Winnipeg Free Press - PRINT EDITION

You've come a long way, ladies

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Some folks play online poker at work, but for me looking through the Free Press Archives has become an addictive way to pass the time awaiting my next assignment.

It was here that I found the most amazing photo. The picture ran 100 years ago on Saturday, June 17, 1911.

A grainy black and white photo depicts a woman in a flowing skirt and a hat suitable for a royal wedding sitting on a motorcycle. The caption below reads:

"Winnipeg's first lady motor cyclist. She first learned to ride on a powerful Excelsior cycle, but has now taken up a lightweight Pope, which seems to suit her admirably."

With all due respect to our former editors, there's only one thing missing ... the young woman's name.

That's where you come in. Help us find out who this motorcycle pioneer was so we can salute her by naming a commemorative event in her honor.

Cheryl Gray, who along with husband David owns and operates Harley-Davidson Winnipeg, has graciously offered to host a gathering for every woman in Manitoba who rides a motorcycle.

With so many women riders nowadays it's hard to imagine a time when there was only one, and I'm betting she was an amazing lady. Now, if only we knew her name.

The plan is to find out who this lady was, and name the day for her. We're then going to invite every woman rider in the province to attend the dealership, and I'm going to climb up on the balcony and take a group photo.

Details on the event will follow, but first you have to help us identify this Manitoba motorcycle matriarch. If she was your grandmother, that's beyond cool -- you're rolling royalty!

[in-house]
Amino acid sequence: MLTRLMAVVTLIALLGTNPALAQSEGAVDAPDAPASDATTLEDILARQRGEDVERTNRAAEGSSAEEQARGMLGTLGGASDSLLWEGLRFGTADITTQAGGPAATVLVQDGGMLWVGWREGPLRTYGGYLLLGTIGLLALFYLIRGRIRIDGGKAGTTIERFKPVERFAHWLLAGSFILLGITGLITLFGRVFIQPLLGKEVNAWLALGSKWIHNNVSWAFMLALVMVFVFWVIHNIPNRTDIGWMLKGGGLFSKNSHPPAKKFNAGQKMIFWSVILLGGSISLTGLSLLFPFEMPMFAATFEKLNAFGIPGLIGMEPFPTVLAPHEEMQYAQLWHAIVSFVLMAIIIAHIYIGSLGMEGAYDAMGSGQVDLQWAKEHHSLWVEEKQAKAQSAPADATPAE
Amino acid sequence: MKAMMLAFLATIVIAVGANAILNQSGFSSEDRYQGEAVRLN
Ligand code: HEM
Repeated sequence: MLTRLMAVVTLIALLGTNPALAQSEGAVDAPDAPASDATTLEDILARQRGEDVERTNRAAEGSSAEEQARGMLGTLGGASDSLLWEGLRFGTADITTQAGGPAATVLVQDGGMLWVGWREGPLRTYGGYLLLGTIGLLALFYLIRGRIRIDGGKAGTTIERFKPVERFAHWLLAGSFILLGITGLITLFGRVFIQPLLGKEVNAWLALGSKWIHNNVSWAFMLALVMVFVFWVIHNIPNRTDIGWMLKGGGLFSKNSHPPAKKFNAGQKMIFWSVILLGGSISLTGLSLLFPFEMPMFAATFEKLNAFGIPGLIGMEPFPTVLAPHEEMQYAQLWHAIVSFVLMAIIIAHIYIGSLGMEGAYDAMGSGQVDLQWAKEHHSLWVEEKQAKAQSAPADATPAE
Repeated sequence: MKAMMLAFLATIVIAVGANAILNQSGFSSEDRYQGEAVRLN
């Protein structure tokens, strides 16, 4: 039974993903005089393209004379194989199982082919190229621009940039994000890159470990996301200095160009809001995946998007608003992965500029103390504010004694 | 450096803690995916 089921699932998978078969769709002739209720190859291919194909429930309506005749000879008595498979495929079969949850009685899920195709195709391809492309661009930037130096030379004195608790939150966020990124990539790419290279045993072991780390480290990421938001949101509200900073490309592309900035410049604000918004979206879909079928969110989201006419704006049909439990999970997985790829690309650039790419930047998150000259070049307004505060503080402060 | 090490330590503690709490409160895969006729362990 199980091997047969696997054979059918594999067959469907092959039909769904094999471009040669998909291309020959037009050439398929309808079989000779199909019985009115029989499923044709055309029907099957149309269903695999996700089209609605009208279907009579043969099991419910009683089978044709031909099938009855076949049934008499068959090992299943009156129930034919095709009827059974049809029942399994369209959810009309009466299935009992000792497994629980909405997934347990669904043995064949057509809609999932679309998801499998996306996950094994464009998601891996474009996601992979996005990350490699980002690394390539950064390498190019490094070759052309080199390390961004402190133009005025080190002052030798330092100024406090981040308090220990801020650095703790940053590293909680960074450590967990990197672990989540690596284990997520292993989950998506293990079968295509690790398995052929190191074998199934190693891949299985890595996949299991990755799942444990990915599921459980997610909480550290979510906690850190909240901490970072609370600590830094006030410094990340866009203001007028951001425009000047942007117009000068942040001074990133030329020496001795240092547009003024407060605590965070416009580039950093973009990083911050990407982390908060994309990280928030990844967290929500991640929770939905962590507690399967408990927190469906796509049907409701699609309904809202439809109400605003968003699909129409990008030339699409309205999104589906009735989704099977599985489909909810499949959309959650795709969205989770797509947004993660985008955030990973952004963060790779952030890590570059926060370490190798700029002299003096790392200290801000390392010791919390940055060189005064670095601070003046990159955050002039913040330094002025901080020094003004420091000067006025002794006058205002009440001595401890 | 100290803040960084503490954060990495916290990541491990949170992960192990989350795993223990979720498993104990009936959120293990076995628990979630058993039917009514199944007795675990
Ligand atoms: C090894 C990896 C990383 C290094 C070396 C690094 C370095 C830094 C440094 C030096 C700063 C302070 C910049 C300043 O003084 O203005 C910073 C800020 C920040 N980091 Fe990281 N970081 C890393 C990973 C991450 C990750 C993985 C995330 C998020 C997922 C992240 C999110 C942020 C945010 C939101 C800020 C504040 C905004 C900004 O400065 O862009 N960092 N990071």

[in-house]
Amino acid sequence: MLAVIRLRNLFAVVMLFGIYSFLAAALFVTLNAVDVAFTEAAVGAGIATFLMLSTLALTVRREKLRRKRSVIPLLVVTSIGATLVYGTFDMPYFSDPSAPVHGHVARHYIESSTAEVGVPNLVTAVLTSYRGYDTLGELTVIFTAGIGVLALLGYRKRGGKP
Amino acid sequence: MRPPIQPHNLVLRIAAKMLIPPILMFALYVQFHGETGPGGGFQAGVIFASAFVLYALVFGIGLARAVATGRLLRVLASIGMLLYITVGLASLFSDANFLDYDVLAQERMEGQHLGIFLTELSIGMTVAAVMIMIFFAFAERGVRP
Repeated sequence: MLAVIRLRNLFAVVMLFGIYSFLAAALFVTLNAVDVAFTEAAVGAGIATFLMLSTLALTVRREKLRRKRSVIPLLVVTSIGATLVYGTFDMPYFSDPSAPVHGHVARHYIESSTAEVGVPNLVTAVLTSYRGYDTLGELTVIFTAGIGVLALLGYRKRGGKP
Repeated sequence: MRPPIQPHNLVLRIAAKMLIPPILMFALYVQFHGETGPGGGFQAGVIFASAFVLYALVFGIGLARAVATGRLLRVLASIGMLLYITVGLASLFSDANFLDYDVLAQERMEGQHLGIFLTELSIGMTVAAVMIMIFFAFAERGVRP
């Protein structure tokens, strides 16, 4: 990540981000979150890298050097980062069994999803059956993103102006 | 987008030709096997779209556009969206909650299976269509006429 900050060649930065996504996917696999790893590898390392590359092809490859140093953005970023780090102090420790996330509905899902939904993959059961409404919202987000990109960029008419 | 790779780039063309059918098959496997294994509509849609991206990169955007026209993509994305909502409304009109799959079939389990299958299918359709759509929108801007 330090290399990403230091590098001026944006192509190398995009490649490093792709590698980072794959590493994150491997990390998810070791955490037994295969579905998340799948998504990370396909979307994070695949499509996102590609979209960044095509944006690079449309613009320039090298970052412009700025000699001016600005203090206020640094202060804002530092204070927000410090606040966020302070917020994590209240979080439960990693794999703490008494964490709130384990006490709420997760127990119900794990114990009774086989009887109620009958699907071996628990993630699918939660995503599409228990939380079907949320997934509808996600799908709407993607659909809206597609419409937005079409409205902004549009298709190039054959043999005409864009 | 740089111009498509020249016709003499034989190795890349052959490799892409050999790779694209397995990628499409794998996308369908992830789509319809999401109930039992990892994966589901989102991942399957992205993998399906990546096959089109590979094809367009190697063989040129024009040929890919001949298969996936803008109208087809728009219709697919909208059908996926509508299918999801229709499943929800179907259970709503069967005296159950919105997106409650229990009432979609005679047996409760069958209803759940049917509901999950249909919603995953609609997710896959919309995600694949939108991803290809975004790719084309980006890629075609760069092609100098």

If you have a lead on her identity, email:

 

Riverview riders

Normally, a motorcycle show-and -hine event has me grinning like a kid in a candy store. But last Tuesday, at the fifth annual Riverview Health Centre motorcycle Show and Shine, I found myself quietly reflecting on the man who put the gasoline in my veins -- my dear old dad, David Williamson.

Dad lost the battle with cancer at Riverview five years ago. Before he passed away I spent more than a few days there wheeling him around the scenic grounds and talking about life and love.

That's why I was so touched to see all the patients outside admiring our shiny rides. Retired Winnipeg police officer Grant Morrison and Riverview recreation coordinator Carol Robinson did a tremendous job organizing the event, and I feel a strong need to help them raise money for the centre.

This year marks Riverview's 100th anniversary, and they're working to raise money for palliative rooms. My goal is to call upon the local motorcycle community to raise $25,000 for a palliative room. Once the money is raised, a plaque commemorating our achievement will hang above the door of the new room.

If you'd like to help out, simply send a donation for any amount you can afford to the centre with "Motorcyclists of Manitoba" noted on the check. I'll also be calling on every motorsports dealer in Manitoba for donations, and will be passing around my helmet at motorcycle events throughout the province.

Please send your donations to Riverview Health Centre Foundation, 1 Morley Avenue, Winnipeg, Manitoba R3L 2P4. And don't forget to note that it's from the Motorcyclist's of Manitoba.

Republished from the Winnipeg Free Press print edition June 24, 2011 F2

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